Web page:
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Re: [HACKERS] What can we learn from MySQL?

From: Tim Conrad <tim(at)timconrad(dot)org>
To: Bruce Momjian <pgman(at)candle(dot)pha(dot)pa(dot)us>
Cc: jm(at)poure(dot)com,PostgreSQL-development <pgsql-hackers(at)postgresql(dot)org>,PostgreSQL advocacy <pgsql-advocacy(at)postgresql(dot)org>
Subject: Re: [HACKERS] What can we learn from MySQL?
Date: 2004-04-27 15:27:54
Message-ID: 20040427152753.GA34713@external.timconrad.org (view raw or flat)
Thread:
Lists: pgsql-advocacypgsql-hackerspgsql-www
I've been sort-of reading this thread off and on, so this may
contain duplicate suggestions. 

I was researching an article I wrote about a comparison between
Postgres and MySQL recently (If you want, you can read the article
at http://www.devx.com/dbzone/Article/20743/). I noticed some clear
differences between the mysql.com website and the Postgres website.

1) Since MySQL AB supports and trains for MySQL, there's loads of
   training information available on their website. On the other
   hand, I had a hard time finding training information for Postgres
   in general. Same goes for support. It's easier to find, but it's
   still somewhat convoluted, IMO.

2) There doesn't seem to be a clear roadmap on Postgres features.
   When certian things are expected. There's the TODO list that
   Bruce maintains, but it only outlines 'near' fixes. MySQL has a
   nice listing of what to expect in certian future versions. I know
   it's not a perfect list, but it'd be nice to know when full blown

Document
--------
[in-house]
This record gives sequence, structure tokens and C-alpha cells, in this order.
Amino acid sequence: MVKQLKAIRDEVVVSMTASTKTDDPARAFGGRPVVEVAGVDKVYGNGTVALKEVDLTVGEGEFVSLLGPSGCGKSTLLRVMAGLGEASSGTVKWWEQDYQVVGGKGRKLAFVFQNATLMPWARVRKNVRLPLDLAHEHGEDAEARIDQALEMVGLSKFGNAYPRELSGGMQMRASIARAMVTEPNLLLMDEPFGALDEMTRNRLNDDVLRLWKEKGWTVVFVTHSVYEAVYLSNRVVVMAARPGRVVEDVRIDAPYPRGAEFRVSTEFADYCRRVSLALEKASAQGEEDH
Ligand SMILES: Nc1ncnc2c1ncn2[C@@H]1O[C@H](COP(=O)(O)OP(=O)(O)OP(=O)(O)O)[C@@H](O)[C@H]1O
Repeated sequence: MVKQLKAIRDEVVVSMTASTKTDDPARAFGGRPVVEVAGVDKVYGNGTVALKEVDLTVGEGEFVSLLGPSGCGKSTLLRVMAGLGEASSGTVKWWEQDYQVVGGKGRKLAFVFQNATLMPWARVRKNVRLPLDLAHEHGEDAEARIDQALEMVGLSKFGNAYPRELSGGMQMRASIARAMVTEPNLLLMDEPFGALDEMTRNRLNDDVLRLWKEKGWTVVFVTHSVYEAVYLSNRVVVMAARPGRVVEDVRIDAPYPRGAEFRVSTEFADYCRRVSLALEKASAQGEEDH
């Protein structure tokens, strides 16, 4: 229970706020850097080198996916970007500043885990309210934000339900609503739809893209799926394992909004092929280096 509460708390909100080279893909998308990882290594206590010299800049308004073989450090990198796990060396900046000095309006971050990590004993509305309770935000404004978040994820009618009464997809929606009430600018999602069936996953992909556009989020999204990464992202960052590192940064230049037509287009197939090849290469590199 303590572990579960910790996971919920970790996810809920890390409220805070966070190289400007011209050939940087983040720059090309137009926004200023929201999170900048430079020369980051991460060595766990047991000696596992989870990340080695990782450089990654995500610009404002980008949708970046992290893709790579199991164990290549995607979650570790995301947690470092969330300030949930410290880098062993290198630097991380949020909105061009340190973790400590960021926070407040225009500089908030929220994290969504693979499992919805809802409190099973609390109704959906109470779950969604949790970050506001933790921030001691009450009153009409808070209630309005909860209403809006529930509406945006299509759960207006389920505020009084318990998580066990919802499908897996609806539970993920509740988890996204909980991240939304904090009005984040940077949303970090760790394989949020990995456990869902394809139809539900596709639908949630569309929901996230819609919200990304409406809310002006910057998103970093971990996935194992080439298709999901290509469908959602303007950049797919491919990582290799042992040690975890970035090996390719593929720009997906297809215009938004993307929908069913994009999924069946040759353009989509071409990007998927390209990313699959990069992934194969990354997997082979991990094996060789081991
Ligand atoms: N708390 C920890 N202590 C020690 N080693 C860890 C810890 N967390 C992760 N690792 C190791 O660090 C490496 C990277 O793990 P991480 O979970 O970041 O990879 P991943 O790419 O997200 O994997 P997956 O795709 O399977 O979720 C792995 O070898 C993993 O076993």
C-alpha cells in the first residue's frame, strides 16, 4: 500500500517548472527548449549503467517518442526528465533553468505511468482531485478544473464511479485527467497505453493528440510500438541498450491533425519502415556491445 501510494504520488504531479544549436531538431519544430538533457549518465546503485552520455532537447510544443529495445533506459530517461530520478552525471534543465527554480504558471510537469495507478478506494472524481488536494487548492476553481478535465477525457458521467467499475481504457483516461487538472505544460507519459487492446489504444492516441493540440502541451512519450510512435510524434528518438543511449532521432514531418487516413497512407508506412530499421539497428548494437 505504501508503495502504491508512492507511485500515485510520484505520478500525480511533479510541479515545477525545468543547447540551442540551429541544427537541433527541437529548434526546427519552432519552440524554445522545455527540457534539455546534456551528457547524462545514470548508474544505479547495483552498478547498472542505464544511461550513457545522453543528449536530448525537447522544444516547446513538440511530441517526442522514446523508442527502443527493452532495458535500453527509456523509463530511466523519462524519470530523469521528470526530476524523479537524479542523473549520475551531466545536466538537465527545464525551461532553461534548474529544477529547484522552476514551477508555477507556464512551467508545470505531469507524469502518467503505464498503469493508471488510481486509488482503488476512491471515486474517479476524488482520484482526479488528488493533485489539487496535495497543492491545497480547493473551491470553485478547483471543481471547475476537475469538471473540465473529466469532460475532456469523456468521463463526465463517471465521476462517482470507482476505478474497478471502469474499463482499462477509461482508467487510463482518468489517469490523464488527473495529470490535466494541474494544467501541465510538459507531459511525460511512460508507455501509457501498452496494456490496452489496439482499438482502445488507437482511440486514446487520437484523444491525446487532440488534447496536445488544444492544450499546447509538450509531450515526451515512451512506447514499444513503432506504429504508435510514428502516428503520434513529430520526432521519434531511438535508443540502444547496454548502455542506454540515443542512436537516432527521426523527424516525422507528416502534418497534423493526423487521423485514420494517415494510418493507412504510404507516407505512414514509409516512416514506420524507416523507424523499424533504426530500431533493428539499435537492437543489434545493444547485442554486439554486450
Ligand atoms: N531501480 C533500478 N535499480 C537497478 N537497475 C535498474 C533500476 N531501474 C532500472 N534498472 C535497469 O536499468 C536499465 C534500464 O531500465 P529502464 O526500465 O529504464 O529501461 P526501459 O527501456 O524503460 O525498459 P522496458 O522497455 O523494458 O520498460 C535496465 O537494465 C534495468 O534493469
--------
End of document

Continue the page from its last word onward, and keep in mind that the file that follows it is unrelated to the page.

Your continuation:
replication will be included in PostgreSQL as an example.
   On those same lines, there doesn't seem to be anything about the
   improvements in the minor versions. It seems that in every
   release (i.e. 7.2,7.3,7.4) there are pretty significant changes,
   but finding a place that outlines these changes is somewhat
   difficult. 
   While being somewhat nit-picky on this, it'd also be helpful if
   someone wasn't completely database literate could understand some
   of the changes. Who needs transactions, anyways? :)

 3) There's the issues of 'advanced database features' in general.
    Many MySQL applications perform much of their logic in the
    application level, instead of the database level. They do this
    because there aren't things like triggers or stored procedures
    in MySQL. As the saying goes, 'if mohammad won't go to the
    mountain, bring the mountian to mohammad'. Why not do some
    simple explainations as to why these things are good, and what
    they do, and how to use them in real context?

 4) As other peole have noted, there's no windows build readily
    available for Postgres. There may be, but it's difficult to
    find. If someone's used to running, say, Oracle, and all they
    have is a windows machine to test something out on, MySQL has
    compiled binaries ready to go.

 5) I believe that this was noted as well somewhere along the line -
    the other tools, like pgadmin III aren't readily available
    either. They're excellent tools, and they should be quick to
    find on the postgres website.

 6) Bug tracking. I haven't really looked into how MySQL handles
    this, but when learning about Postgres, I discovered that the
    whole development model seemed kind of 'closed', and people on
    the mailing lists would find bugs repeatedly. Something like
    Bugzilla would be very helpful in this respect. I've been kind
    of out of the loop for the past 6 months in this area, so it may
    have changed since then.

 7) The two Postgres books are available online for anyone to read
    and download. They're there, but, to me, you have to notice them
    on the sidebar to go to them. They're extremely helpful, and
    they should be pointed out more.


Most of these suggestions aren't really anything to do with the
database itself. It's simply a re-organization of some of the
information that's already available. As others have mentioned,
'it's about the PR'. 

Just my $.02 worth.

Tim

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